The horrific and brutal murder of the charismatic Punjab Governor Salmaan Taseer has plunged the nation into a state of shock and grief.
Fearless and outspoken, he won people over with his generosity of spirit, courage, sardonic humour and unique flair and style.
As Governor of the Punjab, the multifaceted Taseer patronised Pakistani art, music and culture which flourished during his tenure. Not isolated or blinded by success and power, he engaged with people in open debate, setting him apart from his political contemporaries and making him an arresting political figure.
A liberal progressive and formidable intellectual, he spoke up for Pakistan’s marginalised minorities. He condemned religious extremism as a misrepresentation of Islam and emerged as a symbol of passionate defiance against religious obscurantism. An eloquent speaker and powerful communicator, Salmaan Taseer raised the bar as the Governor of the Punjab with regular updates on Twitter and Facebook where he had built up a strong constituency of ardent fans and supporters. In support of Pakistan’s minorities,
he recently posted on Twitter, “My observation on minorities: A man/nation is judged by how they support those weaker than them not how they lean on those stronger.”
As a young boy, Salmaan Taseer was surrounded by culture and learning. His father, Dr Muhammadin Taseer was a renowned poet and scholar who had graduated with a PhD from Cambridge and had also been the principal of Islamia College. His uncle was Pakistan’s revolutionary poet Faiz Ahmed Faiz. His house was frequented by post-Partition literary stalwarts like Sufi Tabassum and Hafiz Jullhandri.
Salmaan Taseer was just six-years-old when his father passed away. After graduating from Government College Lahore, his mother sent him to London to study accountancy.
While studying in London, he immersed himself in the vibrant politics of the day. He spent a great deal of time with his uncle Faiz Ahmed Faiz who had fled to London after being awarded the Lenin Peace Prize. “He fired all my political ambitions,” Salmaan Taseer once said. During this time, Taseer was meeting with Third World leaders and revolutionaries including famed Chilean poet Pablo Neruda.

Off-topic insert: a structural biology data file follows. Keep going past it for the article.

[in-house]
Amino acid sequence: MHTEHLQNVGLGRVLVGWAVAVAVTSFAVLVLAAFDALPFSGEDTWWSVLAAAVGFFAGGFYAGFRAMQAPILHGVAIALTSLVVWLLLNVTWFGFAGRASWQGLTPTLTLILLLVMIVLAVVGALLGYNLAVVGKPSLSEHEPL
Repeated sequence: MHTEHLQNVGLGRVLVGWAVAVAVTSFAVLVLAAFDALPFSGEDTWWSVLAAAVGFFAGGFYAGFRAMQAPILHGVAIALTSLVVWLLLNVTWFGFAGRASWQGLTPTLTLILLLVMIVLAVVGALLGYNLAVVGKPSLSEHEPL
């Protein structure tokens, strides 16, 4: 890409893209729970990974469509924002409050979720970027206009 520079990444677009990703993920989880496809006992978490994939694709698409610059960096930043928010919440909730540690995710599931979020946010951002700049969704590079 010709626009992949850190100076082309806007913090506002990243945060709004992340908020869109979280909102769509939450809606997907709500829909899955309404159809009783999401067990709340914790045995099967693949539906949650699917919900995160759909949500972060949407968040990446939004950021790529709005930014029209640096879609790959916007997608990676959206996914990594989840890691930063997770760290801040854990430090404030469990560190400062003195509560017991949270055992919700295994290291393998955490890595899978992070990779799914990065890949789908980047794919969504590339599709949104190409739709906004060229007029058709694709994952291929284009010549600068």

Like his father and uncle, he was a prolific writer and an avid reader. He wrote a book on Zulfiqar Ali Bhutto called Bhutto: A Political Biography.
Passionate about politics, Salmaan Taseer joined the Pakistan People’s Party in 1979, just after Zulfiqar Ali Bhutto’s execution. A champion of democracy, he was imprisoned for speaking out against General Zia-ul-Haq’s military regime in the 1980s. He spoke of his harrowing ordeal at the Shahi Qila prison where he was kept in solitary confinement and complete darkness for six months. He was imprisoned a total of fourteen times – three times during the Nawaz Sharif regime.
Widely acknowledged as one of Pakistan’s most successful entrepreneurs, Salmaan Taseer established a wide array of businesses. He set up the premiere chartered accountancy firm Taseer Hadi Khalid & Co. He pioneered telecommunications in Pakistan with the introduction of WorldCall broadband and fibre optic cables – an unprecedented innovation in Pakistan. In 2008, he sold a majority stake of WorldCall to the internationally renowned Omantel. He established a media empire with his English language newspaper, the Daily Times, his progressive Urdu newspaper AajKal and television channels Business Plus and Zaiqa. He also acquired and reinvented PACE, Pakistan’s first shopping mall.
A national icon who elevated politics to a new level, Salmaan Taseer will be remembered for his dynamism, humility and generosity. The death of the inimitable and indefatigable Salmaan Taseer is an irreparable loss for the country.